Use this URL to cite or link to this record in EThOS: http://ethos.bl.uk/OrderDetails.do?uin=uk.bl.ethos.540660
Title: Inflammatory signalling in postoperative cognitive dysfunctions
Author: Terrando, Niccolò
Awarding Body: Imperial College London
Current Institution: Imperial College London
Date of Award: 2009
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Abstract:
Major surgeries, such as cardiac or orthopaedic procedures in particular, expose the patient to extensive trauma, blood loss, and tissue injury; all of these factors effectively modulate the immune system to ultimately trigger an inflammatory response. Postoperative cognitive dysfunction (POCD), the condition being characterized by impairment of short and long-term memory, is one of common complicates following surgery. Recently, our data have demonstrated that neuroinflammation and microglia activation in the hippocampus following surgery are associated with cognitive decline. The aim of this thesis is to investigate the inflammatory signaling pathways specifically involved with POCD, with a particular interest between systemic inflammation and local inflammation in the brain following surgery. The data presented in this thesis introduce the general concepts and the involvement of inflammation in the etiology of cognitive dysfunctions using a mouse model of POCD. Upon the identification of specific pro-inflammatory markers both systemically and centrally and the delineation of the time course of events that characterize the inflammatory response following aseptic orthopaedic surgery, I describe how specific cellular signal pathways interact, mediate, and sustain this response. Following an initial non-specific approach using a general anti-inflammatory compound to identify whether inflammation plays a role in this scenario, I have exploited this model into a wide range of knockouts animals in the attempt of identifying specific signaling mechanisms and upstream receptors that mediate the behavioral abnormality following surgery. In order to achieve this, I have compared the inflammatory events after aseptic surgery with the response after a defined infectious stimulus, to ultimately joint the two in the context of a postoperative complication. In conclusion, inflammation clearly plays a pivotal role in mediating physiological as well as behavioral changes after surgery and infection. This thesis has started to unmask the signaling pathways involved with surgery and how anti-cytokine therapy can potentially ameliorate the associated cognitive dysfunction.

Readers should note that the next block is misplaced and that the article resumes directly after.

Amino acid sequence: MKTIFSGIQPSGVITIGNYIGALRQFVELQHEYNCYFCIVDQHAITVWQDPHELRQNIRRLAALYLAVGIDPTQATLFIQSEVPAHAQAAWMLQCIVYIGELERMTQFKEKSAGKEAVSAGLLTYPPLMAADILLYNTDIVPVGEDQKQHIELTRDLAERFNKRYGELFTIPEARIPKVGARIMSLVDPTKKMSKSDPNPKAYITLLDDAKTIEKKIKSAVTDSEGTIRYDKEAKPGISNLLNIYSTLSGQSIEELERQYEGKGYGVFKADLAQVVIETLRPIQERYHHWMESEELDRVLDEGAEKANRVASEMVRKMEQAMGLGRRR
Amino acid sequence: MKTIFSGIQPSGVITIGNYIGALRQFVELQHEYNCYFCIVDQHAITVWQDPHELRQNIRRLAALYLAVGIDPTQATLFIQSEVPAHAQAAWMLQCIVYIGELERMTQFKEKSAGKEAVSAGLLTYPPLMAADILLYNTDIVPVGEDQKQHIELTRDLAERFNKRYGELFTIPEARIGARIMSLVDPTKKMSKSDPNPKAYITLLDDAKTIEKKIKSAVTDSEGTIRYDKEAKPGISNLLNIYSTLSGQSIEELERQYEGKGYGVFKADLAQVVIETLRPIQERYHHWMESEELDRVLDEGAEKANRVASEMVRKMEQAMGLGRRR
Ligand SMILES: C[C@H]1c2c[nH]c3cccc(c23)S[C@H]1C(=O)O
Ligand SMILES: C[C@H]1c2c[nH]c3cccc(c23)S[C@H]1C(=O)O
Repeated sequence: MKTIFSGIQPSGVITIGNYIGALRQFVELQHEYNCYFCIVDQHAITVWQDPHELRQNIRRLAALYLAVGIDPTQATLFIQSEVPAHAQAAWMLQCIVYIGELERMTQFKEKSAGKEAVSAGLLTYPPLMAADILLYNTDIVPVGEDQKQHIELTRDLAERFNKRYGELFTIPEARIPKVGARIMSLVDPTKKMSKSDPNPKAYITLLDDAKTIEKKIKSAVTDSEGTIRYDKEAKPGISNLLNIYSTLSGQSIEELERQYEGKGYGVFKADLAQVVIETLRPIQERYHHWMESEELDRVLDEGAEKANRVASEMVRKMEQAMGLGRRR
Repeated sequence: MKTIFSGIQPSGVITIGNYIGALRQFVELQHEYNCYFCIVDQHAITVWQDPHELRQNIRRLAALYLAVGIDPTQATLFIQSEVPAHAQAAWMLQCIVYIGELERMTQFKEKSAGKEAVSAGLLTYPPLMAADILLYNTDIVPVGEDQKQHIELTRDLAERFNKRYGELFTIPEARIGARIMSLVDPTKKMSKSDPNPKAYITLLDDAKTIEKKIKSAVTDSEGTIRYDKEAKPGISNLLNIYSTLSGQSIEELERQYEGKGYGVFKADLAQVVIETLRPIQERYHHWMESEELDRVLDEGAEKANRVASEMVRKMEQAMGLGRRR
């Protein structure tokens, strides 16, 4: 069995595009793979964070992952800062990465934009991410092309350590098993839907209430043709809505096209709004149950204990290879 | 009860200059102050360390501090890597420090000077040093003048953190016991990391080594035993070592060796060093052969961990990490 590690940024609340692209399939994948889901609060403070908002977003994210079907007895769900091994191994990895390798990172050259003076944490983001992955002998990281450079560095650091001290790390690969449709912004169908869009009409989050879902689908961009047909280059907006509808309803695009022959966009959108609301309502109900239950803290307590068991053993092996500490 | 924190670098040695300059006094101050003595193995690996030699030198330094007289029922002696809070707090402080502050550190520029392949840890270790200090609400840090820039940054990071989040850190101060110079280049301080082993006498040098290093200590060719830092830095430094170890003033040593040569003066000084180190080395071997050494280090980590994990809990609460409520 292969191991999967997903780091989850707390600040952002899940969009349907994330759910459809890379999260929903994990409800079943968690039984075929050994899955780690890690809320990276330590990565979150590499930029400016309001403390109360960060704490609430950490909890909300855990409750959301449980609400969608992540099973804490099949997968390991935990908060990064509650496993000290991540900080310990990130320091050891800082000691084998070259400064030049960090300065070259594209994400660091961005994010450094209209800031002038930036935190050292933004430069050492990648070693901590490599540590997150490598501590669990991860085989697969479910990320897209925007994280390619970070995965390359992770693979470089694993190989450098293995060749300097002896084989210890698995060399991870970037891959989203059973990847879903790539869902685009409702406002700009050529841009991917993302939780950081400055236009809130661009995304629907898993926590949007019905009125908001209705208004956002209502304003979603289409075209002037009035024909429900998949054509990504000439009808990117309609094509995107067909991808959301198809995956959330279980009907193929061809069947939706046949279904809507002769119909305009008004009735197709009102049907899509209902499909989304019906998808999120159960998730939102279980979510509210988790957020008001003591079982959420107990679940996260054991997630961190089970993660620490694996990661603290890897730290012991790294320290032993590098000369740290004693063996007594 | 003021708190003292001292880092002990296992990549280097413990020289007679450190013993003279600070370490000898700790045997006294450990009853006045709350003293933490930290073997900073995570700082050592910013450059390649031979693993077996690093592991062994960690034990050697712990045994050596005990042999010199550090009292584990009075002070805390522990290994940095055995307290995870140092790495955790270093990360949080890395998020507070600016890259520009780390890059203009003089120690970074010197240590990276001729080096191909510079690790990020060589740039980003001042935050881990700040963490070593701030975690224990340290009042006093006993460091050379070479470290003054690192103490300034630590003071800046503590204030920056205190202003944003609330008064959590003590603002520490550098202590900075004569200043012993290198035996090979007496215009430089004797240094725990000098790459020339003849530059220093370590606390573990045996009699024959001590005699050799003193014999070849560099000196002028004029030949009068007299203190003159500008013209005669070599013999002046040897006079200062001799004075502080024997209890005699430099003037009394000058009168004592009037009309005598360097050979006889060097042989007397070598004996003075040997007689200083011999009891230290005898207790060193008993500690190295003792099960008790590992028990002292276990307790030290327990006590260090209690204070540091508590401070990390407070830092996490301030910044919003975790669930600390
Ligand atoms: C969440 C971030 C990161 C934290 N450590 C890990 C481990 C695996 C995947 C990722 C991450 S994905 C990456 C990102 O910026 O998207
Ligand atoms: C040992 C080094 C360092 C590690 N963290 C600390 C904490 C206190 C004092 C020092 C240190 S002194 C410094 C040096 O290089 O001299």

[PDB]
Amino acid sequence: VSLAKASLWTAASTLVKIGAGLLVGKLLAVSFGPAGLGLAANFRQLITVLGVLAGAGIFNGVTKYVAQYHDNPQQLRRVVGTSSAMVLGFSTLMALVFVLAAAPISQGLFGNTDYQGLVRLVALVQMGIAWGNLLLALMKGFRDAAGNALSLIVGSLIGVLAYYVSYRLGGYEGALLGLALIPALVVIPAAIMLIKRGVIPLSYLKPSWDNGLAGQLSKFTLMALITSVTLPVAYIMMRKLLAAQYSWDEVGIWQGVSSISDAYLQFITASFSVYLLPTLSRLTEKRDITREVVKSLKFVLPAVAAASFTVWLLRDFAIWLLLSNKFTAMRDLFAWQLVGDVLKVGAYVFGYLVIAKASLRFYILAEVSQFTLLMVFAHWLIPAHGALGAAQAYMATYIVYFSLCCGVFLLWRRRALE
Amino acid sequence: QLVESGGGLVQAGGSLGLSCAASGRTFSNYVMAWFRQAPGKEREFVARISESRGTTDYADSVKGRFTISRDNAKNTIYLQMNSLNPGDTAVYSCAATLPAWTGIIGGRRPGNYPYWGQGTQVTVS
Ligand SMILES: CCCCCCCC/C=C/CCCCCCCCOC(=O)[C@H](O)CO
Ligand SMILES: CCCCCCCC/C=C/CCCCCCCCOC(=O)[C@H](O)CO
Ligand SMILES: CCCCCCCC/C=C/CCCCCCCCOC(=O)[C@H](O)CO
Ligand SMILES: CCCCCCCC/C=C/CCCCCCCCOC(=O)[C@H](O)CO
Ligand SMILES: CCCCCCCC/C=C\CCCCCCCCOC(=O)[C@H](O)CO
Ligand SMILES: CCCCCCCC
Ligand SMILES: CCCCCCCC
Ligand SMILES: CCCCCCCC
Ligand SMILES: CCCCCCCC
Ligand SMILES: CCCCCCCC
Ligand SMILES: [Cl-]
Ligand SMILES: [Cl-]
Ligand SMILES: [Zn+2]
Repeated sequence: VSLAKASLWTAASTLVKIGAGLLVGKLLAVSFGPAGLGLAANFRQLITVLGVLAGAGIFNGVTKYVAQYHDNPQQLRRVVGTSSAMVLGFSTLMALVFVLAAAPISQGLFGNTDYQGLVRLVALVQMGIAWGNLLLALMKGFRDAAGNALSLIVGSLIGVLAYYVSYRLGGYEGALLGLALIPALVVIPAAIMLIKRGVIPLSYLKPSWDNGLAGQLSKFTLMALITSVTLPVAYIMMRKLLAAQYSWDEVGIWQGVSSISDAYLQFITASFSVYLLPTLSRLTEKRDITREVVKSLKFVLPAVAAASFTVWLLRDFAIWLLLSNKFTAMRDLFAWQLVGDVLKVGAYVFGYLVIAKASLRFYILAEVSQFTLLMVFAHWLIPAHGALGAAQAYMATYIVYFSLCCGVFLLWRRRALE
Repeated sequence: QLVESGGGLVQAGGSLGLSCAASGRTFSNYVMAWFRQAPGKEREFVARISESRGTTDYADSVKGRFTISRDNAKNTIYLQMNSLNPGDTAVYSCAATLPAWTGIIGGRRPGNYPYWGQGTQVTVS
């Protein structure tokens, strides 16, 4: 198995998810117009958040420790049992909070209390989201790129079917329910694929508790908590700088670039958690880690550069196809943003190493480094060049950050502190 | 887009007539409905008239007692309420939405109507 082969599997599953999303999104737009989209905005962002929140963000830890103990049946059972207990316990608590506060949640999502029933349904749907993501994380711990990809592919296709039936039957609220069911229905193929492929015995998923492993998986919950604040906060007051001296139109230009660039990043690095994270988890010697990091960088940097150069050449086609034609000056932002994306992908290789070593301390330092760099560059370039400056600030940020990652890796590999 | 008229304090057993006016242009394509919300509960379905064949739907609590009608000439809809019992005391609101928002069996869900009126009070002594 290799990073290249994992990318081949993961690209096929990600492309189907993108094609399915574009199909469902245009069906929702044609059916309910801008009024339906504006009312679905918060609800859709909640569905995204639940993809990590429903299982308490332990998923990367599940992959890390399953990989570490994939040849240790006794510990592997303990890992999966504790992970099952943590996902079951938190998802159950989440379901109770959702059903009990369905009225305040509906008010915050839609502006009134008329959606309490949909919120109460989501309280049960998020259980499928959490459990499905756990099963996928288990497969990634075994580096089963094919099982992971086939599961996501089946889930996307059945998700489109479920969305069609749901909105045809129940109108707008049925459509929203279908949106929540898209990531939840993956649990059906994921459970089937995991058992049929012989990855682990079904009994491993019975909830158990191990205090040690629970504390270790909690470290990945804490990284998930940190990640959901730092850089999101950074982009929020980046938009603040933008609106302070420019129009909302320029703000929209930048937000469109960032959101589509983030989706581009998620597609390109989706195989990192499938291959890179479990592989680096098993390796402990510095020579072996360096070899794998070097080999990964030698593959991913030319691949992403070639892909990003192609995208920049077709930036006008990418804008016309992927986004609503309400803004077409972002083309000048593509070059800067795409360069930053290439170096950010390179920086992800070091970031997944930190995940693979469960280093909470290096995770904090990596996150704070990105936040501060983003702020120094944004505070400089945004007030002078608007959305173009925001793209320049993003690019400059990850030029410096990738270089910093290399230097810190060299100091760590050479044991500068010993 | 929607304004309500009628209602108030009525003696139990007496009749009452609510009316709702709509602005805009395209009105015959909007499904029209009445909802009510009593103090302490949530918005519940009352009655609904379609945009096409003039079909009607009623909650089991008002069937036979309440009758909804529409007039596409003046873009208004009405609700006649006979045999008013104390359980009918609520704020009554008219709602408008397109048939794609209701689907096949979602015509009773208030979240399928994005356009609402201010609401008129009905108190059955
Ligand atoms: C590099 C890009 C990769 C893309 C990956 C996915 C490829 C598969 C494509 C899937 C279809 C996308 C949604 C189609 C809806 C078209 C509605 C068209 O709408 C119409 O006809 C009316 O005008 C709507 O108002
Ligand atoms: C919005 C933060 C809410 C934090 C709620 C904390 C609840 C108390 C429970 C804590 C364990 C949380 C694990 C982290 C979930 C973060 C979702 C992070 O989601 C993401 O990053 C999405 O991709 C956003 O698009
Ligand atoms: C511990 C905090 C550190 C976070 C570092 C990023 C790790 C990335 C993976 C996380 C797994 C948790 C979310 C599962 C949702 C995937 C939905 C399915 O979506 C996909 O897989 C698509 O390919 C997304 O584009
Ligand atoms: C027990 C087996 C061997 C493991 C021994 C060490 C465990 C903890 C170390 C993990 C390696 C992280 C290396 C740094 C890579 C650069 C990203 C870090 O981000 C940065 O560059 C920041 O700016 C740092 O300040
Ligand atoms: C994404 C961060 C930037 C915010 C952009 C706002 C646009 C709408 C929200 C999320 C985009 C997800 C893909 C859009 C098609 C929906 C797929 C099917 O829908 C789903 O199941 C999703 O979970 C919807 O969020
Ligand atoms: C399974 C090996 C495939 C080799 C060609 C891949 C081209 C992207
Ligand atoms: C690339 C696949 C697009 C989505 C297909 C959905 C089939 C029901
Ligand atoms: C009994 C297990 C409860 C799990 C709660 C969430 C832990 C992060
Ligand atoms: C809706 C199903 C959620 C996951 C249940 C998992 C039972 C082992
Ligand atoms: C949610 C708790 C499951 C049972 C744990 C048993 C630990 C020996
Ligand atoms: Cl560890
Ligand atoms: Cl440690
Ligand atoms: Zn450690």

Supervisor: Maze, Mervyn ; Foxwell, Brian Sponsor: Not available
Qualification Name: Thesis (Ph.D.) Qualification Level: Doctoral
EThOS ID: uk.bl.ethos.540660  DOI: Not available
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